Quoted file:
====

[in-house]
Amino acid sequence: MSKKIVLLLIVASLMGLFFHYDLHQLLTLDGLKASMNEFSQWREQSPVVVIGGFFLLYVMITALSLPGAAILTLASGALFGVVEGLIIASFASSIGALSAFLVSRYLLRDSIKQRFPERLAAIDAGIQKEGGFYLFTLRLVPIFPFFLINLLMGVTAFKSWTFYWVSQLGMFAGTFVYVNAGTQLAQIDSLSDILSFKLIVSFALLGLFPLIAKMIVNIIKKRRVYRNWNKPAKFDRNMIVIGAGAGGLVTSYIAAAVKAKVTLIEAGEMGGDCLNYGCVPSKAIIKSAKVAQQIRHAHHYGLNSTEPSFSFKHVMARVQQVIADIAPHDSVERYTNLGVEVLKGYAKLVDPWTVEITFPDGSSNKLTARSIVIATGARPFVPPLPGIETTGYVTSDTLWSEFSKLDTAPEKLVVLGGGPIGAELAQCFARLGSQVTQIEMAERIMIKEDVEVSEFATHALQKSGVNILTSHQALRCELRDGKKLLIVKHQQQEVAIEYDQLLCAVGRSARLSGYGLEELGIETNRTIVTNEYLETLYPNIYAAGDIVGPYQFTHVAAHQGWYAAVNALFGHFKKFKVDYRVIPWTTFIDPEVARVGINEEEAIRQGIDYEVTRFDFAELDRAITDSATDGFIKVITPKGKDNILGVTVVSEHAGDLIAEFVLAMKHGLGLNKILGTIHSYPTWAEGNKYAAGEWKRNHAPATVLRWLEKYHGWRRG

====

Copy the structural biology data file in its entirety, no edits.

[in-house]
Amino acid sequence: MSKKIVLLLIVASLMGLFFHYDLHQLLTLDGLKASMNEFSQWREQSPVVVIGGFFLLYVMITALSLPGAAILTLASGALFGVVEGLIIASFASSIGALSAFLVSRYLLRDSIKQRFPERLAAIDAGIQKEGGFYLFTLRLVPIFPFFLINLLMGVTAFKSWTFYWVSQLGMFAGTFVYVNAGTQLAQIDSLSDILSFKLIVSFALLGLFPLIAKMIVNIIKKRRVYRNWNKPAKFDRNMIVIGAGAGGLVTSYIAAAVKAKVTLIEAGEMGGDCLNYGCVPSKAIIKSAKVAQQIRHAHHYGLNSTEPSFSFKHVMARVQQVIADIAPHDSVERYTNLGVEVLKGYAKLVDPWTVEITFPDGSSNKLTARSIVIATGARPFVPPLPGIETTGYVTSDTLWSEFSKLDTAPEKLVVLGGGPIGAELAQCFARLGSQVTQIEMAERIMIKEDVEVSEFATHALQKSGVNILTSHQALRCELRDGKKLLIVKHQQQEVAIEYDQLLCAVGRSARLSGYGLEELGIETNRTIVTNEYLETLYPNIYAAGDIVGPYQFTHVAAHQGWYAAVNALFGHFKKFKVDYRVIPWTTFIDPEVARVGINEEEAIRQGIDYEVTRFDFAELDRAITDSATDGFIKVITPKGKDNILGVTVVSEHAGDLIAEFVLAMKHGLGLNKILGTIHSYPTWAEGNKYAAGEWKRNHAPATVLRWLEKYHGWRRG